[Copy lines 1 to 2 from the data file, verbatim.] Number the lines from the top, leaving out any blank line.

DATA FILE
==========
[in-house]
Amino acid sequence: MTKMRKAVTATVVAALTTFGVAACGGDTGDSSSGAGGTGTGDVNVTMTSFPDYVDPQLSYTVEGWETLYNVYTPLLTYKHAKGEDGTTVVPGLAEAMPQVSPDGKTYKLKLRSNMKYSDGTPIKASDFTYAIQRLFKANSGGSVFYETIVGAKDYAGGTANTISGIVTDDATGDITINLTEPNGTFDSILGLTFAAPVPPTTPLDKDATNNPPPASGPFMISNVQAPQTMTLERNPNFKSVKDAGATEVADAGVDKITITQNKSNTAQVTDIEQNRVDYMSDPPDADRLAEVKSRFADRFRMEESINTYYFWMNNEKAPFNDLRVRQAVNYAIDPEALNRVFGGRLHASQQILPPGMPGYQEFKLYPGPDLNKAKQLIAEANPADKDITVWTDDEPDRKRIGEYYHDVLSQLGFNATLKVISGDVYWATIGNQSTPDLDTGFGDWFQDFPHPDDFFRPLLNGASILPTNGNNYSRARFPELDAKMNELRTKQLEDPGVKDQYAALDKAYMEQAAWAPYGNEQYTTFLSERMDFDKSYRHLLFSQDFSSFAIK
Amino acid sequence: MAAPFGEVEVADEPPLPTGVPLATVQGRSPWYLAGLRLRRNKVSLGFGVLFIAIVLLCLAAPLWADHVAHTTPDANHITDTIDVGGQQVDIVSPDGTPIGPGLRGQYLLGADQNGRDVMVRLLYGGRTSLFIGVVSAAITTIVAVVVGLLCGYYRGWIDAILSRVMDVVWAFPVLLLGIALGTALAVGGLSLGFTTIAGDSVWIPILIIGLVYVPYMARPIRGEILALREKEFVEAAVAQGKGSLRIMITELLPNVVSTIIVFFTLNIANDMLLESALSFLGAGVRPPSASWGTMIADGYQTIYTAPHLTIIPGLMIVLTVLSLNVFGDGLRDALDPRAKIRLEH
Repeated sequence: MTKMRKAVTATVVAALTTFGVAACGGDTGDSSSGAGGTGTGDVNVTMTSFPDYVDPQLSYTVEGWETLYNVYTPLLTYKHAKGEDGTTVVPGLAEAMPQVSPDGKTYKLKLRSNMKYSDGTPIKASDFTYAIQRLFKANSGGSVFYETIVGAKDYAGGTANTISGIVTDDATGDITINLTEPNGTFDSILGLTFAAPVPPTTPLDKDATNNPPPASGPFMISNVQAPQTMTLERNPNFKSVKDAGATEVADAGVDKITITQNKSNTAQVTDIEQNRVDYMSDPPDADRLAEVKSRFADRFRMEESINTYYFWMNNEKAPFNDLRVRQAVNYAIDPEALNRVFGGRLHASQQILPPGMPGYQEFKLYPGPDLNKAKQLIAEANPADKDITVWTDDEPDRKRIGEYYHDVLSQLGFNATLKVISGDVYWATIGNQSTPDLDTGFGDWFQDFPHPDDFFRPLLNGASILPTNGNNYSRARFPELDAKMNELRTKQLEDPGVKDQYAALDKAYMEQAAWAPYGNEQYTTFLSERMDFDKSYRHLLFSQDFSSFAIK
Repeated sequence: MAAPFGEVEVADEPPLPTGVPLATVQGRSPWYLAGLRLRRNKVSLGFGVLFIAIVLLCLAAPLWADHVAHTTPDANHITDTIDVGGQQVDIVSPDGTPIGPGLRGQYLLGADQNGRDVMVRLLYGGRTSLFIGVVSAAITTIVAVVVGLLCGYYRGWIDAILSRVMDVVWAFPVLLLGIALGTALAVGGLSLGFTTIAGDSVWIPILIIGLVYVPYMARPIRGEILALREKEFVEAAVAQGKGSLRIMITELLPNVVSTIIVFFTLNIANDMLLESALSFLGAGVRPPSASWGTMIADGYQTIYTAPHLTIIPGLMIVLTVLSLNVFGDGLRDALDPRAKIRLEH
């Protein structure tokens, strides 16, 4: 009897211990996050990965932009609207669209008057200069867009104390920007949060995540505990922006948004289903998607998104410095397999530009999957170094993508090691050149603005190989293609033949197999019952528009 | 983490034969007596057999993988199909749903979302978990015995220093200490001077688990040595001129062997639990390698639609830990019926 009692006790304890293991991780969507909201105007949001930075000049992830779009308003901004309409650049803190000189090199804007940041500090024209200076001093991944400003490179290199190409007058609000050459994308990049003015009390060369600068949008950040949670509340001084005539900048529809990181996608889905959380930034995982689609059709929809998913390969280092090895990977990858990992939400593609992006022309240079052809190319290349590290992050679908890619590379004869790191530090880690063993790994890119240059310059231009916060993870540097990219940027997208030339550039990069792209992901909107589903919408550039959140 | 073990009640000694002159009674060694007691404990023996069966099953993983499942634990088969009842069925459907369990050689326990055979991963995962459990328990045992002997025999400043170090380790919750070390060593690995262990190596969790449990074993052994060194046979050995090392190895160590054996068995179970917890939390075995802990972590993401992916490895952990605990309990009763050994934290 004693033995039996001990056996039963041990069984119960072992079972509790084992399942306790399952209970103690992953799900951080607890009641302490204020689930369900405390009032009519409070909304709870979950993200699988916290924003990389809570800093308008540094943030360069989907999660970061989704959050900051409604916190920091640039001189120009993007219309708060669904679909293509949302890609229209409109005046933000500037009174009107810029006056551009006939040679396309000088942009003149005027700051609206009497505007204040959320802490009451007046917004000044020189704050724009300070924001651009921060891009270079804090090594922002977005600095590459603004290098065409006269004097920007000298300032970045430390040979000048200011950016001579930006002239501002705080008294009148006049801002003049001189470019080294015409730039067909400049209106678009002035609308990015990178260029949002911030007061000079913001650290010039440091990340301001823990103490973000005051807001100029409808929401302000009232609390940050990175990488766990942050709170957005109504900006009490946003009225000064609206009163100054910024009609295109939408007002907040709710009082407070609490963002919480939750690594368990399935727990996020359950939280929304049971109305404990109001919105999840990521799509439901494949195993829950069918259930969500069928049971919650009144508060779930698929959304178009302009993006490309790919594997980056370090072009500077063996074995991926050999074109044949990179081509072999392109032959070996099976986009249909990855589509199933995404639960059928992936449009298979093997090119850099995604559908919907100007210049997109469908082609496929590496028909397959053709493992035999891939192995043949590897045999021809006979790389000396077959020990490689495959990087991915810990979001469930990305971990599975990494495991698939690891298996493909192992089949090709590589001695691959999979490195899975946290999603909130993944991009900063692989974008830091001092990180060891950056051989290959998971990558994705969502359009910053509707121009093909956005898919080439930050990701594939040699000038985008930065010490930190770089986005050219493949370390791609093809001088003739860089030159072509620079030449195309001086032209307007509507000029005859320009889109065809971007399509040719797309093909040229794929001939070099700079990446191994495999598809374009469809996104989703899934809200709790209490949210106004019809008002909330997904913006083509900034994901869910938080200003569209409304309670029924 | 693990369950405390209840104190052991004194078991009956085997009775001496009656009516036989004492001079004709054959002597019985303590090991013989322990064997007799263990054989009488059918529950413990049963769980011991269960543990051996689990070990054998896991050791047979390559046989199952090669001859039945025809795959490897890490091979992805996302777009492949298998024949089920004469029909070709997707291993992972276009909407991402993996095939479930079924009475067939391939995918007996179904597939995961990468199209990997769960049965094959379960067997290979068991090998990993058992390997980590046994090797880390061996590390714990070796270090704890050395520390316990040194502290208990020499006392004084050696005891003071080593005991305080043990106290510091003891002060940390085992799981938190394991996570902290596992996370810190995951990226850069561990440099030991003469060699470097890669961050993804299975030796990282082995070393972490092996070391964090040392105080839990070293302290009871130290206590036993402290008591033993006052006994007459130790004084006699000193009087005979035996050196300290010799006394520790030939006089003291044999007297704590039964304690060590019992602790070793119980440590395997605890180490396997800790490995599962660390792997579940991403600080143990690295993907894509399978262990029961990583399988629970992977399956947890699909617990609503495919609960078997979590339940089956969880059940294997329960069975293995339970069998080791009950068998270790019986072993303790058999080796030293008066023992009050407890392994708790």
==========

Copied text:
[in-house]
Amino acid sequence: MTKMRKAVTATVVAALTTFGVAACGGDTGDSSSGAGGTGTGDVNVTMTSFPDYVDPQLSYTVEGWETLYNVYTPLLTYKHAKGEDGTTVVPGLAEAMPQVSPDGKTYKLKLRSNMKYSDGTPIKASDFTYAIQRLFKANSGGSVFYETIVGAKDYAGGTANTISGIVTDDATGDITINLTEPNGTFDSILGLTFAAPVPPTTPLDKDATNNPPPASGPFMISNVQAPQTMTLERNPNFKSVKDAGATEVADAGVDKITITQNKSNTAQVTDIEQNRVDYMSDPPDADRLAEVKSRFADRFRMEESINTYYFWMNNEKAPFNDLRVRQAVNYAIDPEALNRVFGGRLHASQQILPPGMPGYQEFKLYPGPDLNKAKQLIAEANPADKDITVWTDDEPDRKRIGEYYHDVLSQLGFNATLKVISGDVYWATIGNQSTPDLDTGFGDWFQDFPHPDDFFRPLLNGASILPTNGNNYSRARFPELDAKMNELRTKQLEDPGVKDQYAALDKAYMEQAAWAPYGNEQYTTFLSERMDFDKSYRHLLFSQDFSSFAIK